Breaking News

Review: In ‘The Brutes,’ the Actor Who Would Be an Assassin

Category: Art & Culture,Theater

On the late November night in 1864 when a band of Southern rebels lighted blazes all over Manhattan, trying to burn the city down, the Booth brothers were onstage in Greenwich Village, doing a benefit performance of Shakespeare’s “Julius Caesar.” The great actor Edwin Booth, who for a few more months would be the most famous of the siblings, calmed the audience of thousands when the fire alarm rang out.

He was starring as Brutus that evening, while his brother John Wilkes Booth — not yet President Lincoln’s assassin, not until April — played Marc Antony, with their older brother Junius Brutus Booth Jr. as Cassius. In retrospect, it’s an irresistibly dramatic scenario: siblings who split between the Union and Confederate sides in a violently divided country, enacting a tragedy about political conspiracy as a real-life plot bursts into flames around them.

This is the tale that Casey Wimpee’s “The Brutes” tells, in a Spit & Vigor production at the New Ohio Theater in the West Village. Directed by Sara Fellini, it would seem potentially well matched to both this time of year and our foully antagonistic national mood. But even when the Booths sit down together for Thanksgiving dinner, and Wilkes, as they call him, provokes a fight about the war, this labored, fragmented play remains frustratingly inert, weighed down by a surfeit of story.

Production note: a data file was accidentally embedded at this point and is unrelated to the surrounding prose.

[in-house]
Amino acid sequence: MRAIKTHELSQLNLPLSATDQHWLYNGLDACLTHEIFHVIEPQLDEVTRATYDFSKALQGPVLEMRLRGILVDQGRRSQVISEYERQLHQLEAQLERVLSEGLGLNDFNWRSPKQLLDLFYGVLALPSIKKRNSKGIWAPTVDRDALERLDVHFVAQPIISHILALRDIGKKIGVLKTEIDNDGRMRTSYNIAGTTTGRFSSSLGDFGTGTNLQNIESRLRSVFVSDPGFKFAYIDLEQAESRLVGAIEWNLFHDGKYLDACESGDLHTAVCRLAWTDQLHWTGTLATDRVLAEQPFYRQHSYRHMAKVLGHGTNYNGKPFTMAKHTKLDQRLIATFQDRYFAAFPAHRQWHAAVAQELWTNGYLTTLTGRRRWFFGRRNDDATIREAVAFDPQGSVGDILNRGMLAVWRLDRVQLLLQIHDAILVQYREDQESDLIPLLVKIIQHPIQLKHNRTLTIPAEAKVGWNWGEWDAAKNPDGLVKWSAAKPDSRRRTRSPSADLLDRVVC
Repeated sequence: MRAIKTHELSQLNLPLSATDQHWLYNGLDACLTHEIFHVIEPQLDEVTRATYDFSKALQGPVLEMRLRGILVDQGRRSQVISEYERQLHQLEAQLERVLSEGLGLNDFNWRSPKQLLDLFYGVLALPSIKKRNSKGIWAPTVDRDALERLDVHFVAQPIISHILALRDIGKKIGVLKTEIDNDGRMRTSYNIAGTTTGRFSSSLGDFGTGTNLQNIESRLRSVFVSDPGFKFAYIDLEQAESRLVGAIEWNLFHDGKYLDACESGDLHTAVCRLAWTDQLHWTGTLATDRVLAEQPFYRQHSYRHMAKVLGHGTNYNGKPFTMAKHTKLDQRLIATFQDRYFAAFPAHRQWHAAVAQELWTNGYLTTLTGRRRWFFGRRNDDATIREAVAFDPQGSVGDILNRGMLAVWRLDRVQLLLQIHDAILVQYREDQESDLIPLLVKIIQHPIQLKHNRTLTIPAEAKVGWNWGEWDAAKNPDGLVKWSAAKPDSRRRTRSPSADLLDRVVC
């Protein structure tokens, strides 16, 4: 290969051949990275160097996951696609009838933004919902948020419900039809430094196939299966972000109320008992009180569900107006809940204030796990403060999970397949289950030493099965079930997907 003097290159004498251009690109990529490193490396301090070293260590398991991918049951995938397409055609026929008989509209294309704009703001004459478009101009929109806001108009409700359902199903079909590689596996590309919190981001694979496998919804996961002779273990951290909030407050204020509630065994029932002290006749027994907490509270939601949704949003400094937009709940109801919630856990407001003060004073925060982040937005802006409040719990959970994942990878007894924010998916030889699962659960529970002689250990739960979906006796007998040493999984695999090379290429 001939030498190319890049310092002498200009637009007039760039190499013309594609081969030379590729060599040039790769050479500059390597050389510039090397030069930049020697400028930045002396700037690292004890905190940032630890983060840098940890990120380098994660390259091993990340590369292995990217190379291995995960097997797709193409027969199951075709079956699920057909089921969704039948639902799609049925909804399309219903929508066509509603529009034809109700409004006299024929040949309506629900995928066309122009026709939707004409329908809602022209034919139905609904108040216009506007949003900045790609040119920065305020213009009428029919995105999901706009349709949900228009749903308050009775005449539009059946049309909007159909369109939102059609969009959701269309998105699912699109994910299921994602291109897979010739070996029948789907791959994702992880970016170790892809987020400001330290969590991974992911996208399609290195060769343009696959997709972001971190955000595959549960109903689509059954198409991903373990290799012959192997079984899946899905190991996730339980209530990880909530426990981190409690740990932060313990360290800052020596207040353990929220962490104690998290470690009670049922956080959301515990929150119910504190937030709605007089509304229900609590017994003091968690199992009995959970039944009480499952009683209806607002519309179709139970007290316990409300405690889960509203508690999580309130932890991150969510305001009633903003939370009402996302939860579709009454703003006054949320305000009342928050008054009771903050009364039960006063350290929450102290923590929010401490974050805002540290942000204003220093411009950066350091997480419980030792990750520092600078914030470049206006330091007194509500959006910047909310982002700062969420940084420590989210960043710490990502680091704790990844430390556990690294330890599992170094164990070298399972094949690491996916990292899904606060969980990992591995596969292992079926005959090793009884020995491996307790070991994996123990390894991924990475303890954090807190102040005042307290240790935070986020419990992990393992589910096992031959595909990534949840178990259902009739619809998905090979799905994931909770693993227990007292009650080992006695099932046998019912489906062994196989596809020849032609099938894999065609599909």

Hamlet was one of Edwin Booth’s greatest roles, and in “The Brutes” Edwin (Adam Belvo) keeps encountering the drunken ghost of his famous actor father (Eamon Murphy) backstage, stalking around like Hamlet’s dead dad. These bits and the plentiful excerpts from “Julius Caesar” feel, even if you know both plays, like an enervating amount of Shakespeare out of context.

And when Wilkes (Colt W. Keeney), as Antony, stands over the body of Caesar (JD Martin) and speaks a version of a famous speech, Mr. Wimpee’s tweaking of the text is unnecessarily heavy-handed: “the Southern spirit, ranging for revenge, with Stonewall by its side come hot from hell, shall in these confines with a rebel yell, cry ‘havoc!’ and let slip the dogs of war.”

The paradox of this production, performed in the round on an almost bare stage, is that despite the closeness of the action, the play itself feels remote. With a cast of 12, including Ms. Fellini as the Booth sister Asia and a chorus of four who double as scheming Confederates, it’s too crowded with people we don’t know well enough to care about. We also don’t particularly gain understanding of the most inherently intriguing characters — Edwin, Wilkes and Asia, who is fondly devoted to Wilkes — or the relationships between them.

Before the show begins, Ms. Fellini warns the audience that the performance will include flashing lights and caps fired. There’s something else, though, that could be legitimately upsetting: when fire breaks out during the benefit, and we are urged variously to exit (“Get out of your seats! Go! Go!”) and to remain calm. Why even toy with that? Of all the valuable sensations this show might evoke, panic in the crowd is not among them.


Source link

No comments